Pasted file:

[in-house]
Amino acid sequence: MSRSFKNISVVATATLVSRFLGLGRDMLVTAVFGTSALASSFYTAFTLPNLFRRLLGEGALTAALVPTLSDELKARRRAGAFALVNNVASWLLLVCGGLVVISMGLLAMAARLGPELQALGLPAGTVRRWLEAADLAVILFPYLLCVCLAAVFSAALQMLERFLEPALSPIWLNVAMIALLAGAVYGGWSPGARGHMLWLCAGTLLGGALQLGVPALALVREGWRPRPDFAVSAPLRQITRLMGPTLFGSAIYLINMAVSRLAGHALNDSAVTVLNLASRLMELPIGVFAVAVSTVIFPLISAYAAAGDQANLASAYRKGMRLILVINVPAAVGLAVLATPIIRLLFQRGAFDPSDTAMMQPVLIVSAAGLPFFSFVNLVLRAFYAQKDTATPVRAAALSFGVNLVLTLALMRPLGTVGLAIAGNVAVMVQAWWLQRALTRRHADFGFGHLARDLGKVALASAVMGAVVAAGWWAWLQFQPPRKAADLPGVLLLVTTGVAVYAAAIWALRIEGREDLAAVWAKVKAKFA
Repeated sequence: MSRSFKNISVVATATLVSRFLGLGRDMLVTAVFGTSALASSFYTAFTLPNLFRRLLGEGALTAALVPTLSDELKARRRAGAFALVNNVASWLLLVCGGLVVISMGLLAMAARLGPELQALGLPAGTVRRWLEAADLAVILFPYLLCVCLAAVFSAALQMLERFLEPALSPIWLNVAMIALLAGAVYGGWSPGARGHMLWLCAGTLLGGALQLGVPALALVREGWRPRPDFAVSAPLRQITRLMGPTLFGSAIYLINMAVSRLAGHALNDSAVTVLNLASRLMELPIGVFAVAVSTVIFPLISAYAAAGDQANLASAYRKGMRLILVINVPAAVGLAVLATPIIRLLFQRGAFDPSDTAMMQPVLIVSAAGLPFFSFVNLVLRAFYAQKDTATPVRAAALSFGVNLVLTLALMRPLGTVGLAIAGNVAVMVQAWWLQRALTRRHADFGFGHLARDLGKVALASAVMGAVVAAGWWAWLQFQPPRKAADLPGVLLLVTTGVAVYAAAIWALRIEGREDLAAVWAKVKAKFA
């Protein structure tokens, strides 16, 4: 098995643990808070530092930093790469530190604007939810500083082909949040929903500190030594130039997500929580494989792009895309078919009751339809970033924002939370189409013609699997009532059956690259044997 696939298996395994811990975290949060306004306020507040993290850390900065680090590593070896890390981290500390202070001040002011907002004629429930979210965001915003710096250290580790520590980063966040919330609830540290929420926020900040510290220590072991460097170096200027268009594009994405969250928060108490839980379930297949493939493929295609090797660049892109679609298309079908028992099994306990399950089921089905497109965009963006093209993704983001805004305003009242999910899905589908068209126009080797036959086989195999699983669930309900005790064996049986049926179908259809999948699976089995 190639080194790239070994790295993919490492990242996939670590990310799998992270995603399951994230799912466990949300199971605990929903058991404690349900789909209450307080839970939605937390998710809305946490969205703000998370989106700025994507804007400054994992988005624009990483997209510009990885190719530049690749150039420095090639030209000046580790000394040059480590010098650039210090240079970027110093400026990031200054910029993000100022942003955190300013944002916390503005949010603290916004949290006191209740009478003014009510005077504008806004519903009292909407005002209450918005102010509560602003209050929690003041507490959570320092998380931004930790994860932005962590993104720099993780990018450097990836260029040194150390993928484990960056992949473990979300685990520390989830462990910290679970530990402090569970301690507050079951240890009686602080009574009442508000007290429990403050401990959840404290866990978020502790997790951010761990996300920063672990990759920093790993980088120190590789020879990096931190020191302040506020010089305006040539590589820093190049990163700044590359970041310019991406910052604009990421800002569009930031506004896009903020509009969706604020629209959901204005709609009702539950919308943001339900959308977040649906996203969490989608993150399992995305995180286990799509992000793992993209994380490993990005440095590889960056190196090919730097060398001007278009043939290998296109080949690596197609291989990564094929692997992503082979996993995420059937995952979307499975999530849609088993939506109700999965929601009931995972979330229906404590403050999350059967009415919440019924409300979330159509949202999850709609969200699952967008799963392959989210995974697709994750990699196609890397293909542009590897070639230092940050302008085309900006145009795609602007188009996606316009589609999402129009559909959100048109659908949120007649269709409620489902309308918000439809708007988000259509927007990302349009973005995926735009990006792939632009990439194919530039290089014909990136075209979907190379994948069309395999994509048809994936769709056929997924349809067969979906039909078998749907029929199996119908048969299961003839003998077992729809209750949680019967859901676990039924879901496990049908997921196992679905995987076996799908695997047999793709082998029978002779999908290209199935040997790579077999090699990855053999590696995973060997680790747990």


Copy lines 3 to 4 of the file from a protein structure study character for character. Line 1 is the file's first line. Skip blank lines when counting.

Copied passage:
Repeated sequence: MSRSFKNISVVATATLVSRFLGLGRDMLVTAVFGTSALASSFYTAFTLPNLFRRLLGEGALTAALVPTLSDELKARRRAGAFALVNNVASWLLLVCGGLVVISMGLLAMAARLGPELQALGLPAGTVRRWLEAADLAVILFPYLLCVCLAAVFSAALQMLERFLEPALSPIWLNVAMIALLAGAVYGGWSPGARGHMLWLCAGTLLGGALQLGVPALALVREGWRPRPDFAVSAPLRQITRLMGPTLFGSAIYLINMAVSRLAGHALNDSAVTVLNLASRLMELPIGVFAVAVSTVIFPLISAYAAAGDQANLASAYRKGMRLILVINVPAAVGLAVLATPIIRLLFQRGAFDPSDTAMMQPVLIVSAAGLPFFSFVNLVLRAFYAQKDTATPVRAAALSFGVNLVLTLALMRPLGTVGLAIAGNVAVMVQAWWLQRALTRRHADFGFGHLARDLGKVALASAVMGAVVAAGWWAWLQFQPPRKAADLPGVLLLVTTGVAVYAAAIWALRIEGREDLAAVWAKVKAKFA
């Protein structure tokens, strides 16, 4: 098995643990808070530092930093790469530190604007939810500083082909949040929903500190030594130039997500929580494989792009895309078919009751339809970033924002939370189409013609699997009532059956690259044997 696939298996395994811990975290949060306004306020507040993290850390900065680090590593070896890390981290500390202070001040002011907002004629429930979210965001915003710096250290580790520590980063966040919330609830540290929420926020900040510290220590072991460097170096200027268009594009994405969250928060108490839980379930297949493939493929295609090797660049892109679609298309079908028992099994306990399950089921089905497109965009963006093209993704983001805004305003009242999910899905589908068209126009080797036959086989195999699983669930309900005790064996049986049926179908259809999948699976089995 190639080194790239070994790295993919490492990242996939670590990310799998992270995603399951994230799912466990949300199971605990929903058991404690349900789909209450307080839970939605937390998710809305946490969205703000998370989106700025994507804007400054994992988005624009990483997209510009990885190719530049690749150039420095090639030209000046580790000394040059480590010098650039210090240079970027110093400026990031200054910029993000100022942003955190300013944002916390503005949010603290916004949290006191209740009478003014009510005077504008806004519903009292909407005002209450918005102010509560602003209050929690003041507490959570320092998380931004930790994860932005962590993104720099993780990018450097990836260029040194150390993928484990960056992949473990979300685990520390989830462990910290679970530990402090569970301690507050079951240890009686602080009574009442508000007290429990403050401990959840404290866990978020502790997790951010761990996300920063672990990759920093790993980088120190590789020879990096931190020191302040506020010089305006040539590589820093190049990163700044590359970041310019991406910052604009990421800002569009930031506004896009903020509009969706604020629209959901204005709609009702539950919308943001339900959308977040649906996203969490989608993150399992995305995180286990799509992000793992993209994380490993990005440095590889960056190196090919730097060398001007278009043939290998296109080949690596197609291989990564094929692997992503082979996993995420059937995952979307499975999530849609088993939506109700999965929601009931995972979330229906404590403050999350059967009415919440019924409300979330159509949202999850709609969200699952967008799963392959989210995974697709994750990699196609890397293909542009590897070639230092940050302008085309900006145009795609602007188009996606316009589609999402129009559909959100048109659908949120007649269709409620489902309308918000439809708007988000259509927007990302349009973005995926735009990006792939632009990439194919530039290089014909990136075209979907190379994948069309395999994509048809994936769709056929997924349809067969979906039909078998749907029929199996119908048969299961003839003998077992729809209750949680019967859901676990039924879901496990049908997921196992679905995987076996799908695997047999793709082998029978002779999908290209199935040997790579077999090699990855053999590696995973060997680790747990």